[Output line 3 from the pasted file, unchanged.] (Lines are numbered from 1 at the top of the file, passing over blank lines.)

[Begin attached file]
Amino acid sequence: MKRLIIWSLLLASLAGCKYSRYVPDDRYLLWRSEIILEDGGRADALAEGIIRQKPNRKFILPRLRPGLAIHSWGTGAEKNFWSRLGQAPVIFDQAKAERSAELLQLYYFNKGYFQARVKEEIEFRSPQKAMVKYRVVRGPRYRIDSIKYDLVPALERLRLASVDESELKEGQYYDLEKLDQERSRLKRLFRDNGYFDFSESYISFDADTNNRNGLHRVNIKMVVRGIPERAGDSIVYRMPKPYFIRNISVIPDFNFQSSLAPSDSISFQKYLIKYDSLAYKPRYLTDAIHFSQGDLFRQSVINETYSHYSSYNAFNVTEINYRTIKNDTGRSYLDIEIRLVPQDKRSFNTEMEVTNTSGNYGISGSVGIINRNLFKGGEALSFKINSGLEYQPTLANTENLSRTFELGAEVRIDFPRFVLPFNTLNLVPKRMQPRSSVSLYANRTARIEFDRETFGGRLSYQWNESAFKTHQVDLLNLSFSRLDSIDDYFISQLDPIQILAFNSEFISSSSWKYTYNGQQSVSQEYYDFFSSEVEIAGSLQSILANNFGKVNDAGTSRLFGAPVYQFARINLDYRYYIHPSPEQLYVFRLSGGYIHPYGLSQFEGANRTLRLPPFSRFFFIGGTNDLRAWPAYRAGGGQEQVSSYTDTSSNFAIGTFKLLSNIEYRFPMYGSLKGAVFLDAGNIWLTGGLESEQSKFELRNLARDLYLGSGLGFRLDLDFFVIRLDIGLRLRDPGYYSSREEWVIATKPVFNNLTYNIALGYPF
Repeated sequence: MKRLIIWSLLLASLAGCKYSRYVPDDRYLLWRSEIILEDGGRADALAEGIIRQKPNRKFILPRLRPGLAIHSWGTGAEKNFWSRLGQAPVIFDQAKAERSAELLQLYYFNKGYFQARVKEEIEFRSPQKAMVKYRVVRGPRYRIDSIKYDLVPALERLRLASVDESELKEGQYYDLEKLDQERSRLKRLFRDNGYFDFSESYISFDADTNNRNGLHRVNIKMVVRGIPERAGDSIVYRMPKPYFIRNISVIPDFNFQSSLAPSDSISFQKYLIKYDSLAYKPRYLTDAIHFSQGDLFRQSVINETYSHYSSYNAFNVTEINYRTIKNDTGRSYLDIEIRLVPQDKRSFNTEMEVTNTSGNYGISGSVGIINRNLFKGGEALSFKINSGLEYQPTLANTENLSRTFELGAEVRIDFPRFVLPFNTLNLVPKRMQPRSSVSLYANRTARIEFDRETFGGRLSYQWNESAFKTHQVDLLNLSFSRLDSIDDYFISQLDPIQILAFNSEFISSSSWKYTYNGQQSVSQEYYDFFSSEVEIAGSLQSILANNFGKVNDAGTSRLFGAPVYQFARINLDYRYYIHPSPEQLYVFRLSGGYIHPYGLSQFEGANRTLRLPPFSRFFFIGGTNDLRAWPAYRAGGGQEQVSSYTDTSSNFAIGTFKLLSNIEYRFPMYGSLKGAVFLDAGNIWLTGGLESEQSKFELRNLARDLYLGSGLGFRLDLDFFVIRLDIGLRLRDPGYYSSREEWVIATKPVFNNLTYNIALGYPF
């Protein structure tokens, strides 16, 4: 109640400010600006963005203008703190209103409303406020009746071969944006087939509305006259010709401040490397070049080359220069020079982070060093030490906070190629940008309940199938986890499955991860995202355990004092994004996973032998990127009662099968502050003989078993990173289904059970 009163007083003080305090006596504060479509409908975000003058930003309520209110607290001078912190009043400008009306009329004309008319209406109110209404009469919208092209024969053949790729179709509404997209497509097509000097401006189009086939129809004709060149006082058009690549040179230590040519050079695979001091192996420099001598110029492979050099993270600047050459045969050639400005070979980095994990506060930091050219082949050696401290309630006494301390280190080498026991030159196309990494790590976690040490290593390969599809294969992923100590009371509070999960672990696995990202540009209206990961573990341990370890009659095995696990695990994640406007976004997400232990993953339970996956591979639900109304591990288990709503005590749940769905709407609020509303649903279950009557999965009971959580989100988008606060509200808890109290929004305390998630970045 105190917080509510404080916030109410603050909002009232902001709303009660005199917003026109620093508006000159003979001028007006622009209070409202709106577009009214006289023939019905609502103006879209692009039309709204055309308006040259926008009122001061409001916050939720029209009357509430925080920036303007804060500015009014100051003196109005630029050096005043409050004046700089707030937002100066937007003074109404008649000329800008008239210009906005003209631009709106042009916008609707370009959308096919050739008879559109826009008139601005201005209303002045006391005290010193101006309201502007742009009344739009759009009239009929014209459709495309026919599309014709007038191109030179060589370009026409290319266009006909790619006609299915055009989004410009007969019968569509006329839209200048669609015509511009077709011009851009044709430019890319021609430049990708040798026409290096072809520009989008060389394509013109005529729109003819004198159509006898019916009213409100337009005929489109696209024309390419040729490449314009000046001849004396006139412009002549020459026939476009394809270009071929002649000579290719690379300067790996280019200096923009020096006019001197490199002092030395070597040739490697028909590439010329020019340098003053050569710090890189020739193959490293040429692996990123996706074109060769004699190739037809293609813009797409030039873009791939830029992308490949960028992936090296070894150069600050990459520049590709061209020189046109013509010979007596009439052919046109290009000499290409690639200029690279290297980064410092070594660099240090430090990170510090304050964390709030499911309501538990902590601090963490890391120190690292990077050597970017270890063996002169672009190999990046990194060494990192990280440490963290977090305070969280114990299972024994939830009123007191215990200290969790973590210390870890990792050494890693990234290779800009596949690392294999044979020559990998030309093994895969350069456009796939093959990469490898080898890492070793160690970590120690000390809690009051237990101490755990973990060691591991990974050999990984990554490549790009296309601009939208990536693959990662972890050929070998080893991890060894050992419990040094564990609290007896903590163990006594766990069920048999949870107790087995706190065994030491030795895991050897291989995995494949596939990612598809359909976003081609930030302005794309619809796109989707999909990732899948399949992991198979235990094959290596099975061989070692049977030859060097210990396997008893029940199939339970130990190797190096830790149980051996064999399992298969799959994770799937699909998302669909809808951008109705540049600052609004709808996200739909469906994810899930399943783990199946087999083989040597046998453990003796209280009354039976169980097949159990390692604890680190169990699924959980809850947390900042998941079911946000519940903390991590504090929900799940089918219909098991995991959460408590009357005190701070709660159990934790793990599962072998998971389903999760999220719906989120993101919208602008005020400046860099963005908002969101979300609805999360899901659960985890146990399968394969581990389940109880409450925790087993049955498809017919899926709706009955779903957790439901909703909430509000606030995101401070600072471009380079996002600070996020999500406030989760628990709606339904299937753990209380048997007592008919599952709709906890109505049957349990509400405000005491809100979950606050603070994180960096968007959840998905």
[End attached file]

């Protein structure tokens, strides 16, 4: 109640400010600006963005203008703190209103409303406020009746071969944006087939509305006259010709401040490397070049080359220069020079982070060093030490906070190629940008309940199938986890499955991860995202355990004092994004996973032998990127009662099968502050003989078993990173289904059970 009163007083003080305090006596504060479509409908975000003058930003309520209110607290001078912190009043400008009306009329004309008319209406109110209404009469919208092209024969053949790729179709509404997209497509097509000097401006189009086939129809004709060149006082058009690549040179230590040519050079695979001091192996420099001598110029492979050099993270600047050459045969050639400005070979980095994990506060930091050219082949050696401290309630006494301390280190080498026991030159196309990494790590976690040490290593390969599809294969992923100590009371509070999960672990696995990202540009209206990961573990341990370890009659095995696990695990994640406007976004997400232990993953339970996956591979639900109304591990288990709503005590749940769905709407609020509303649903279950009557999965009971959580989100988008606060509200808890109290929004305390998630970045 105190917080509510404080916030109410603050909002009232902001709303009660005199917003026109620093508006000159003979001028007006622009209070409202709106577009009214006289023939019905609502103006879209692009039309709204055309308006040259926008009122001061409001916050939720029209009357509430925080920036303007804060500015009014100051003196109005630029050096005043409050004046700089707030937002100066937007003074109404008649000329800008008239210009906005003209631009709106042009916008609707370009959308096919050739008879559109826009008139601005201005209303002045006391005290010193101006309201502007742009009344739009759009009239009929014209459709495309026919599309014709007038191109030179060589370009026409290319266009006909790619006609299915055009989004410009007969019968569509006329839209200048669609015509511009077709011009851009044709430019890319021609430049990708040798026409290096072809520009989008060389394509013109005529729109003819004198159509006898019916009213409100337009005929489109696209024309390419040729490449314009000046001849004396006139412009002549020459026939476009394809270009071929002649000579290719690379300067790996280019200096923009020096006019001197490199002092030395070597040739490697028909590439010329020019340098003053050569710090890189020739193959490293040429692996990123996706074109060769004699190739037809293609813009797409030039873009791939830029992308490949960028992936090296070894150069600050990459520049590709061209020189046109013509010979007596009439052919046109290009000499290409690639200029690279290297980064410092070594660099240090430090990170510090304050964390709030499911309501538990902590601090963490890391120190690292990077050597970017270890063996002169672009190999990046990194060494990192990280440490963290977090305070969280114990299972024994939830009123007191215990200290969790973590210390870890990792050494890693990234290779800009596949690392294999044979020559990998030309093994895969350069456009796939093959990469490898080898890492070793160690970590120690000390809690009051237990101490755990973990060691591991990974050999990984990554490549790009296309601009939208990536693959990662972890050929070998080893991890060894050992419990040094564990609290007896903590163990006594766990069920048999949870107790087995706190065994030491030795895991050897291989995995494949596939990612598809359909976003081609930030302005794309619809796109989707999909990732899948399949992991198979235990094959290596099975061989070692049977030859060097210990396997008893029940199939339970130990190797190096830790149980051996064999399992298969799959994770799937699909998302669909809808951008109705540049600052609004709808996200739909469906994810899930399943783990199946087999083989040597046998453990003796209280009354039976169980097949159990390692604890680190169990699924959980809850947390900042998941079911946000519940903390991590504090929900799940089918219909098991995991959460408590009357005190701070709660159990934790793990599962072998998971389903999760999220719906989120993101919208602008005020400046860099963005908002969101979300609805999360899901659960985890146990399968394969581990389940109880409450925790087993049955498809017919899926709706009955779903957790439901909703909430509000606030995101401070600072471009380079996002600070996020999500406030989760628990709606339904299937753990209380048997007592008919599952709709906890109505049957349990509400405000005491809100979950606050603070994180960096968007959840998905």